As an Industry…
Technology continues to evolve at a breakneck pace. Couple that with a new generation of admins and engineers making their way into managing datacenters in 2016, with completely different priorities, and I think this is going to be one of the biggest driving forces in the next few years of innovation.
More and more, people just want infrastructure to get out of the way, and we’re seeing that manifest itself with more and more hyperconverged solutions. As I said in my 2015 Year in Review post, performance itself is on the verge of being commoditized, meaning that nobody is buying “slow” stuff anymore. With where the silicon and the networks and the magnetics are today, performance is almost not even an issue anymore, with the obvious exception of the most extreme corner cases.
Point is, we’ve got to take a fresh new approach at some of our design and configuration best practices. The methods and designs for the infrastructure of the ’00s is no longer valid. We’ve got to take a big step back as architects and begin to appreciate and truly leverage what is available to us from the vendors of 2016 if we truly want to have our heads above water come IT 2020.
As a Community…
Has anyone else noticed that blogging has fallen off? I have. And I’m guilty of it. When bloggers move into evangelist and OotCxO roles, and even Tech Mktg Engineers to an extent, they begin to move away from the technology “sticks” quite a bit. Scott Baker once dubbed this the “TME knobs/dials,” where you have two dials: Technical and Marketing. As a new TME comes in, they are likely 100% Technology and 0% Marketing. But as time goes on, the Technical gets dialed down and the Marketing gets dialed up. The magic sweet spot is a 50/50 of both, but this still leaves you at a bit of a disadvantage from a technical standpoint if you’re not touching the interfaces day-to-day. I’m speaking from personal experience here, as I feel like I’ve landed on the 50/50 mark for several years now. Instead of certification classes, I’m taking Powerspeaking courses. Instead of running a lab environment, they’re now managing people and running a team.
Point is, the bloggers and “evangelists” of the VMware goldrush era for the most part have moved on, and are getting themselves into more and more leadership roles, away from the technology. We need to own the mentoring and the care-and-feeding of the next generation of content creators. We need to help guide them on the curating of their own community.
One of the additional trends I’ve noticed is that they’re hanging out in different places. Instead of talking config on the VMware community forums, they’re in a thread on a github project. They’re having meetups in their locale with 10-or-so like-minded individuals.
Basically, they’re building it how they see fit, and I’m calling ALL of my peers out when I say that we need to ENCOURAGE this and NURTURE this, regardless of whether you want to participate or not. If you find yourself running of a team that wants to go to some meetups instead of the local VMUG, let them make that decision for themselves.
We built our own community in our own way. And I’m sure most of you remember having to fight for the validity of blogging and twitter ~10 years ago…
Now we need to let them (and help them!) do it their own way. Blogging may or may not be a part of that. Podcasting and Periscope very well might be.
As a Society…
Without this turning into a geo-political discussion, we as a society have got to figure out how to simply be good to one another. Ten years of YouTube comments, elitist non-fact-based commentary on Facebook, and other various “hater” citizen click-baited journalism steeped in controversy regardless of truth has driven us here.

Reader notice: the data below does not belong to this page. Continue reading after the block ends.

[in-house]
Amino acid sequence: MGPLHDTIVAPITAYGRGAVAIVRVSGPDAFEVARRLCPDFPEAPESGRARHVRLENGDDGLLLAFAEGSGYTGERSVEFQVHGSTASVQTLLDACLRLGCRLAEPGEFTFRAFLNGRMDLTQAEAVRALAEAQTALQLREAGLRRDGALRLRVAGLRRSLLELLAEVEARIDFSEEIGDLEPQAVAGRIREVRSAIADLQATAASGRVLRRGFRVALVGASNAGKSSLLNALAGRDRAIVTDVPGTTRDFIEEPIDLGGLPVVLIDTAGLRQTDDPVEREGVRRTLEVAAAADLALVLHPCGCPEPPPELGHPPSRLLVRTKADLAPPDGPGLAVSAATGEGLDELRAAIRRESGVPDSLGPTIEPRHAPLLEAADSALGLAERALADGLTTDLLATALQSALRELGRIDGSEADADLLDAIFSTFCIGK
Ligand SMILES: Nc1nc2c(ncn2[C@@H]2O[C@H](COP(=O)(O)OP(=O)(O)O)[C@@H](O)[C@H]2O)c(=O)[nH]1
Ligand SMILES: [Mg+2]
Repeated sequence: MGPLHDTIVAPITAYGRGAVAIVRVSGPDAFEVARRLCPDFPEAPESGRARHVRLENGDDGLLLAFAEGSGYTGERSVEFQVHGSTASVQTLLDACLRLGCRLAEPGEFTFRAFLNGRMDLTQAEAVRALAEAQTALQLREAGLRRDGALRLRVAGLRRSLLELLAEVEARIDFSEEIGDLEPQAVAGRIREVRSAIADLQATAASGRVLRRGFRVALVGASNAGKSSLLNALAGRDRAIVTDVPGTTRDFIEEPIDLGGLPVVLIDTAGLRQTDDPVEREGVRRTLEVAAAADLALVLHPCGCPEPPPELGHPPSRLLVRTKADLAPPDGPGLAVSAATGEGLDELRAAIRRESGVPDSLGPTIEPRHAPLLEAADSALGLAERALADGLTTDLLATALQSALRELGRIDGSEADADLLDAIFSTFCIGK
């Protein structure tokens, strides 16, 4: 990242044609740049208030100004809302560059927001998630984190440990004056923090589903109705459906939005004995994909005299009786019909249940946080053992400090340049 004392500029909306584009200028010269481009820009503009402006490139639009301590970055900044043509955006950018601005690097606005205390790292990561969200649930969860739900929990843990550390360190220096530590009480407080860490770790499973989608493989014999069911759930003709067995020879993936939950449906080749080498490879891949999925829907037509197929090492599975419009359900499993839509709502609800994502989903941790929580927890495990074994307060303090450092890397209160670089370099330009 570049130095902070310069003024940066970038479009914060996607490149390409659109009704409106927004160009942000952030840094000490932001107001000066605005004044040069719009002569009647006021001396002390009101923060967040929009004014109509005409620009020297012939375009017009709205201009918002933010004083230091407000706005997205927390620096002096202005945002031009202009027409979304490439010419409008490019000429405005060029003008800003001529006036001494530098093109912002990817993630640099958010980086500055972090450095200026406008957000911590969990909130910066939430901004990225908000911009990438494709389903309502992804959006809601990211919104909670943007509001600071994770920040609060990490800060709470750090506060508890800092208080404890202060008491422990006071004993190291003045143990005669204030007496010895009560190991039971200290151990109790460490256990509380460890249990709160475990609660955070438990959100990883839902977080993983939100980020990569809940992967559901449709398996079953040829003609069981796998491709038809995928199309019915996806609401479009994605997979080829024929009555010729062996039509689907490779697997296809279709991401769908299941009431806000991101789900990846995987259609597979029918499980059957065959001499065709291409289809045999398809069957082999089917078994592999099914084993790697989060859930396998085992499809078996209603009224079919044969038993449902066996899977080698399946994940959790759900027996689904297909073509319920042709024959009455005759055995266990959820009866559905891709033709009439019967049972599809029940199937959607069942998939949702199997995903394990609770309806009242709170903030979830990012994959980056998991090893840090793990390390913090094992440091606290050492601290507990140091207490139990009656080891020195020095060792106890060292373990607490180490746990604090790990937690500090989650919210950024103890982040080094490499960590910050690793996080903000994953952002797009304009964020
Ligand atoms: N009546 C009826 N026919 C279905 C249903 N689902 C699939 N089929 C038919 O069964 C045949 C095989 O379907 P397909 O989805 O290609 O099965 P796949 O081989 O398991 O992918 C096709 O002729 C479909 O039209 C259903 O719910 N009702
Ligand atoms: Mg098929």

At the tail end of his literal destruction of a Star Wars review on Huffington Post, Matt Granger said this…
We are very close to reaching the end of social media’s usefulness. Anyone with a keyboard can write anything they want with little to no training or skill. More often than not, the articles don’t even need to be true or have any sort of back up research and sadly all it takes is a bold, contrarian statement to convince people who aren’t interested in doing research for themselves that something wildly incorrect is truth. This extends from simple movie reviews to horrifying humanitarian crises. Actual news has become a rare commodity and we are little more than targets for advertising and electoral votes. We are being fed stupid disinformation and tricked into thinking we have knowledge that we don’t actually have.
…and I could not agree with him more. The industry has cashed-in on the “27 things you must know about XYZ” click-baiting headlines that are driving ad sales, but that is short-term. And it has had some amazing negative side-effects to people and the way they interact with people.
Bullying is more rampant than ever. I was never bullied in school, but the last 10 years have seen the anonymity breed a serious group of haters around any viewpoint that is posited, true or not. Go and read any comment thread from any brand Facebook page. But you likely don’t need to. You likely already know exactly what I’m referring to and are sitting there nodding your head.
As a Nation…
2016 is an election year. Do yourself a favor and unplug from the news. All of it. If you haven’t learned by now that they’re private companies saying whatever they want to drive up ratings in order to sell ad slots…. well, you do now.
Do your own research. Educate yourself on issues, candidates, and agendas. Look into who they’re in cahoots with, who their funding comes from. Get out there and vote. Don’t be influenced by others’ opinions. Make your own decision.
Welcome to 2016
As an industry, as a community, as a society, and as a nation…
We’ve got a lot of work to do. So, GET BACK TO WORK!
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